George Washington: A Biography - Vol. 1

By Douglas Southall Freeman | Go to book overview

CHAPTER XII
"AND HAD MY COMMISSION TAKEN FROM ME OR . . ."
(JULY 5, 1754-NOVEMBER 15, 1754)

WHEN THE SURVIVORS of Fort Necessity were counted at the bivouac on the morning of July 5, 1754, they numbered 293 officers and men.1 By the time it reached Wills Creek on the 8th or 9th,2 the Virginia Regiment had been reduced by death, wounds, detachment, lameness and desertion to 165 rank and file.3 George's dead numbered thirteen and his wounded fifty-four. Besides the eleven uninjured men detached at the scene of the capitulation to care for those who could not be moved, twenty-nine had been left footsore on the road. Nineteen were missing and either had deserted or had lost their lives while straying from the column.4 Total killed finally were counted at thirty and the wounded at seventy for the entire force,5 which, at the beginning of the expedition, had consisted of about 400 of all ranks.

George and most of his officers soon recovered from the physical strains of the battle and the retreat, but the surviving private soldiers of the Virginia Regiment less quickly responded to rest and full rations. This exhaustion manifestly might lead to demoralization, but, in retrospect, there had been little in the conduct of the men that should shame them or their Colonel. Until the evening of July 3, when they had broken into the rum, the soldiers of the colonial command had behaved well and had fought with courage. The men of Mackay's Independent

____________________
1
MS morning return; 1 Papers of G, W., LC.
2
They were there July 9, because the "return" of the various Companies was made at Wills Creeks. To get there on the evening of the 8th, the men would have been compelled to march seventeen miles a day on the 5th-8th. Arrival on the 9th would have presupposed a daily march of thirteen miles. The number of lame men left on the road indicates a swift march, which was possible for men who had no wagons, but the doubt concerning the exact dates has not been resolved.
3
Return of July 9, 1754 in Toner, ed., Washington's Journal of 1754, p. 172-80. Cf. 1 V 278 ff. The return of July 23, 1754, in 1 Hamilton, 29, included a total of 240.
4
Ibid. One man was reported a prisoner in addition to the two hostages.
5
Dinwiddie to the Lords of Trade, July 24, 1754; 1 Din., 241. As the fatalities in the Virginia Regiment were thirteen and the wounded fifty-seven, it is highly improbable that Mackay's Independent Company should have had seventeen killed and only thirteen wounded. This disproportion suggests that some of the figures given by Dinwiddie were estimates. According to later terminology, the figure thirty probably represented the total of "killed and died of wounds." Loss of Washington's papers in the confusion and plundering of Fort Necessity ( Toner, ed., op. cit., 181) made an accurate return difficult to prepare.

-412-

Notes for this page

Add a new note
If you are trying to select text to create highlights or citations, remember that you must now click or tap on the first word, and then click or tap on the last word.
One moment ...
Default project is now your active project.
Project items
Notes
Cite this page

Cited page

Style
Citations are available only to our active members.
Buy instant access to cite pages or passages in MLA 8, MLA 7, APA and Chicago citation styles.

(Einhorn, 1992, p. 25)

(Einhorn 25)

(Einhorn 25)

1. Lois J. Einhorn, Abraham Lincoln, the Orator: Penetrating the Lincoln Legend (Westport, CT: Greenwood Press, 1992), 25, http://www.questia.com/read/27419298.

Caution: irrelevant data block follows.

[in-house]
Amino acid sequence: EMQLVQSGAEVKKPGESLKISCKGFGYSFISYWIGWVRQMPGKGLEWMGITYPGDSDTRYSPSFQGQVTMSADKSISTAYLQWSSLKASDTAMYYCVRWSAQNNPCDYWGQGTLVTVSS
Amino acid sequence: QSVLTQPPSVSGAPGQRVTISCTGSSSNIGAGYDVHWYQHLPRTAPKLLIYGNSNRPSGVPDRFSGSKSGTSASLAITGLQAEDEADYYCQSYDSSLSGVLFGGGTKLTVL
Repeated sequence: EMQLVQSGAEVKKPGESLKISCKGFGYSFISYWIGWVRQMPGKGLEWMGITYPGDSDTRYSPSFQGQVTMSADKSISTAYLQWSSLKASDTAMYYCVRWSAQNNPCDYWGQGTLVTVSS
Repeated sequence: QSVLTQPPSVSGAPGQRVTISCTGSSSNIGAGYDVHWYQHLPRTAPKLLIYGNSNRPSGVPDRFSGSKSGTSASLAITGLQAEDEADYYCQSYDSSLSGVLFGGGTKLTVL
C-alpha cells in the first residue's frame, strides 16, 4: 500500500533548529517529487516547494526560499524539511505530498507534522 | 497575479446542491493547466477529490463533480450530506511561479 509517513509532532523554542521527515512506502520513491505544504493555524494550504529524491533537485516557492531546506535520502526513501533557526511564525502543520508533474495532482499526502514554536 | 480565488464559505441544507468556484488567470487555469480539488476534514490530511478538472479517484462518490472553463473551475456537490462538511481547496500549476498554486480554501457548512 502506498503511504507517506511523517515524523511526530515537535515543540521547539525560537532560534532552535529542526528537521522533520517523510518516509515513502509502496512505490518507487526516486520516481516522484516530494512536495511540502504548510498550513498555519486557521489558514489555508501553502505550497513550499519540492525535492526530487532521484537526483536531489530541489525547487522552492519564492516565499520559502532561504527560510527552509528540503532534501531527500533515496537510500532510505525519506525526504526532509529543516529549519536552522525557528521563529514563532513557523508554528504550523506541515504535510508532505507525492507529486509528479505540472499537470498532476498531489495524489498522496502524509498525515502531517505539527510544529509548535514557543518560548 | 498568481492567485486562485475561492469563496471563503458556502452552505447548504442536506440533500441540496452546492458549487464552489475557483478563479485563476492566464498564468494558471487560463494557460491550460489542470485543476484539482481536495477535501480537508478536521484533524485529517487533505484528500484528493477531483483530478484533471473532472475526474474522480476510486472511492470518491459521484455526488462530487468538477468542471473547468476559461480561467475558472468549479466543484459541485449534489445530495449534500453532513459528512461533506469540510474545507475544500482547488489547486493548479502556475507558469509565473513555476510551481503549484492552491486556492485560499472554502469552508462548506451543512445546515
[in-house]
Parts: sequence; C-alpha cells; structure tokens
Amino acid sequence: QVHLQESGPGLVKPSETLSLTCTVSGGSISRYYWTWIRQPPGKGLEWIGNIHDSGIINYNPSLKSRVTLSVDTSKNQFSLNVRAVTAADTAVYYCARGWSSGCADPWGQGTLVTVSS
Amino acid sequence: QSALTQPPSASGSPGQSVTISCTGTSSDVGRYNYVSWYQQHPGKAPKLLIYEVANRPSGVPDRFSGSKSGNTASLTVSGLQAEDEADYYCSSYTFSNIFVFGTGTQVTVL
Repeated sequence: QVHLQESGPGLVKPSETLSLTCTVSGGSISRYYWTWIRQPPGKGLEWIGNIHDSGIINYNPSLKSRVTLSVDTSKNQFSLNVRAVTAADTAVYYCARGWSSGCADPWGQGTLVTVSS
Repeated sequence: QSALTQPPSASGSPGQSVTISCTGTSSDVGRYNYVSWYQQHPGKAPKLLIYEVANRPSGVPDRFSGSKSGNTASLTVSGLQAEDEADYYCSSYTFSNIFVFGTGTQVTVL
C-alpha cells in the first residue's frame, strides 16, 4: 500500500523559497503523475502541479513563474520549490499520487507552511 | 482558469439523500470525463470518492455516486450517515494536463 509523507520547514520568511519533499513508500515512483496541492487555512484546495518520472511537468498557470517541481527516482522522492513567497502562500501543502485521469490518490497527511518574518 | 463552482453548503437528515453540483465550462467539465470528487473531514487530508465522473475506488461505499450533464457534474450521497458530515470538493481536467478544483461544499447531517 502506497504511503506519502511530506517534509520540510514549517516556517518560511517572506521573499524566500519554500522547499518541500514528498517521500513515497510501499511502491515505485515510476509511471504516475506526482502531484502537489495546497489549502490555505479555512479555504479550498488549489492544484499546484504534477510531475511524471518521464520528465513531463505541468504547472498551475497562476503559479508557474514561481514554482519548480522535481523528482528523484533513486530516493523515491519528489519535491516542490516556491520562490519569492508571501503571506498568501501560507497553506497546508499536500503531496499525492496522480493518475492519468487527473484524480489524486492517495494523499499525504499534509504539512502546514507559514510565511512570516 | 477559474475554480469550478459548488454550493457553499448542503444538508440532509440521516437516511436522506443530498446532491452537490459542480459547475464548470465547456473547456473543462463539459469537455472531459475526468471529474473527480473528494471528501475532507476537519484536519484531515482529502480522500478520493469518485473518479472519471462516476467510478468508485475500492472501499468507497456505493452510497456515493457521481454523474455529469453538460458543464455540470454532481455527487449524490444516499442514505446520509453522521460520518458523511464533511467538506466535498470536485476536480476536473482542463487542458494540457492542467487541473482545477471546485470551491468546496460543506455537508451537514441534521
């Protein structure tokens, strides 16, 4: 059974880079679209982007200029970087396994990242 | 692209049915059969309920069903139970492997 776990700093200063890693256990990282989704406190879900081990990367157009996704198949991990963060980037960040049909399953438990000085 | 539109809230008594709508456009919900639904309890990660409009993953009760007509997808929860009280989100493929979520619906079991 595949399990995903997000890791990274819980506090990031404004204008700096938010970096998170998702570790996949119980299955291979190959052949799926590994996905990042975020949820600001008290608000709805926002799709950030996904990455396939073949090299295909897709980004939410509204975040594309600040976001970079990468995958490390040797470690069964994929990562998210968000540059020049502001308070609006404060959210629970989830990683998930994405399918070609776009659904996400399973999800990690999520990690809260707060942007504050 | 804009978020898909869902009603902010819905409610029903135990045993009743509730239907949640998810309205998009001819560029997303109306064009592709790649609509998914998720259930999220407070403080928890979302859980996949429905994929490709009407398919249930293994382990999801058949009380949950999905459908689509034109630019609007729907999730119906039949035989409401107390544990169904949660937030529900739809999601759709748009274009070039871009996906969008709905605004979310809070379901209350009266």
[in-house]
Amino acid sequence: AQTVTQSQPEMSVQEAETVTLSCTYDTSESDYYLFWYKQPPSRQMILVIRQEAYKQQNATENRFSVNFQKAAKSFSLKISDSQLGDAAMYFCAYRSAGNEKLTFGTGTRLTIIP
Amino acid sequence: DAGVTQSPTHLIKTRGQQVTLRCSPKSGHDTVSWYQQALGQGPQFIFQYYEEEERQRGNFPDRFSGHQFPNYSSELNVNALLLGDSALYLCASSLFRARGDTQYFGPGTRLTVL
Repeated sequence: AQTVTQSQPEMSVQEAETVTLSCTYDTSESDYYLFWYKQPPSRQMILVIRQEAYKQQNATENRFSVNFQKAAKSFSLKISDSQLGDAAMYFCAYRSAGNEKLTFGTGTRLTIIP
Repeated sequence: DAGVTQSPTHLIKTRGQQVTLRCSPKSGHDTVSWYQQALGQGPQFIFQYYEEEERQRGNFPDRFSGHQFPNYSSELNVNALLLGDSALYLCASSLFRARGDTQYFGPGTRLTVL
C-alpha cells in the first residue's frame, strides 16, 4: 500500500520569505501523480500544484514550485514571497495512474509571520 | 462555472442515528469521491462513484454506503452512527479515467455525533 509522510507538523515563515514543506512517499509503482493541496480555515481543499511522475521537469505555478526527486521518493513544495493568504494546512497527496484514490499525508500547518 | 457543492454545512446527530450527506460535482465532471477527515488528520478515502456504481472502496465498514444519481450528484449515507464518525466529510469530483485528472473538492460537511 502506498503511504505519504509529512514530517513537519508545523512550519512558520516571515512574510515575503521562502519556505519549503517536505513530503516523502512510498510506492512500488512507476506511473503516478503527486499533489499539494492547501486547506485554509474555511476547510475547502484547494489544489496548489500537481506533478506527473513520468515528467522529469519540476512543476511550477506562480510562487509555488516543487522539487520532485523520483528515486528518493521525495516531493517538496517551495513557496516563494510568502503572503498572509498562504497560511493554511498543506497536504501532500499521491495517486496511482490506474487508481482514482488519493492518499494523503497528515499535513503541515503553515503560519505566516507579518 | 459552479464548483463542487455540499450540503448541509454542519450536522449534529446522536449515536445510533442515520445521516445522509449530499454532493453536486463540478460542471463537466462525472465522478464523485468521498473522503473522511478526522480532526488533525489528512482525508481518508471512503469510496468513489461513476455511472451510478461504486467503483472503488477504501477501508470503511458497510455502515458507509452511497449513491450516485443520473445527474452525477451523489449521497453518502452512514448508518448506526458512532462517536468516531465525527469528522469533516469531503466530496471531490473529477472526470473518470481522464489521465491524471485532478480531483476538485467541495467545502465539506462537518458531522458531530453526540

Note: primary sources have slightly different requirements for citation. Please see these guidelines for more information.

Cited page

Bookmark this page
George Washington: A Biography - Vol. 1
Table of contents

Table of contents

Settings

Settings

Typeface
Text size Smaller Larger Reset View mode
Search within

Search within this book

Look up

Look up a word

  • Dictionary
  • Thesaurus
Please submit a word or phrase above.
Print this page

Print this page

Why can't I print more than one page at a time?

Help
Full screen
Items saved from this book
  • Bookmarks
  • Highlights & Notes
  • Citations
/ 554

matching results for page

    Questia reader help

    How to highlight and cite specific passages

    1. Click or tap the first word you want to select.
    2. Click or tap the last word you want to select, and you’ll see everything in between get selected.
    3. You’ll then get a menu of options like creating a highlight or a citation from that passage of text.

    OK, got it!

    Cited passage

    Style
    Citations are available only to our active members.
    Buy instant access to cite pages or passages in MLA 8, MLA 7, APA and Chicago citation styles.

    "Portraying himself as an honest, ordinary person helped Lincoln identify with his audiences." (Einhorn, 1992, p. 25).

    "Portraying himself as an honest, ordinary person helped Lincoln identify with his audiences." (Einhorn 25)

    "Portraying himself as an honest, ordinary person helped Lincoln identify with his audiences." (Einhorn 25)

    "Portraying himself as an honest, ordinary person helped Lincoln identify with his audiences."1

    1. Lois J. Einhorn, Abraham Lincoln, the Orator: Penetrating the Lincoln Legend (Westport, CT: Greenwood Press, 1992), 25, http://www.questia.com/read/27419298.

    Cited passage

    Thanks for trying Questia!

    Please continue trying out our research tools, but please note, full functionality is available only to our active members.

    Your work will be lost once you leave this Web page.

    Buy instant access to save your work.

    Already a member? Log in now.

    Search by... Author
    Show... All Results Primary Sources Peer-reviewed

    Oops!

    An unknown error has occurred. Please click the button below to reload the page. If the problem persists, please try again in a little while.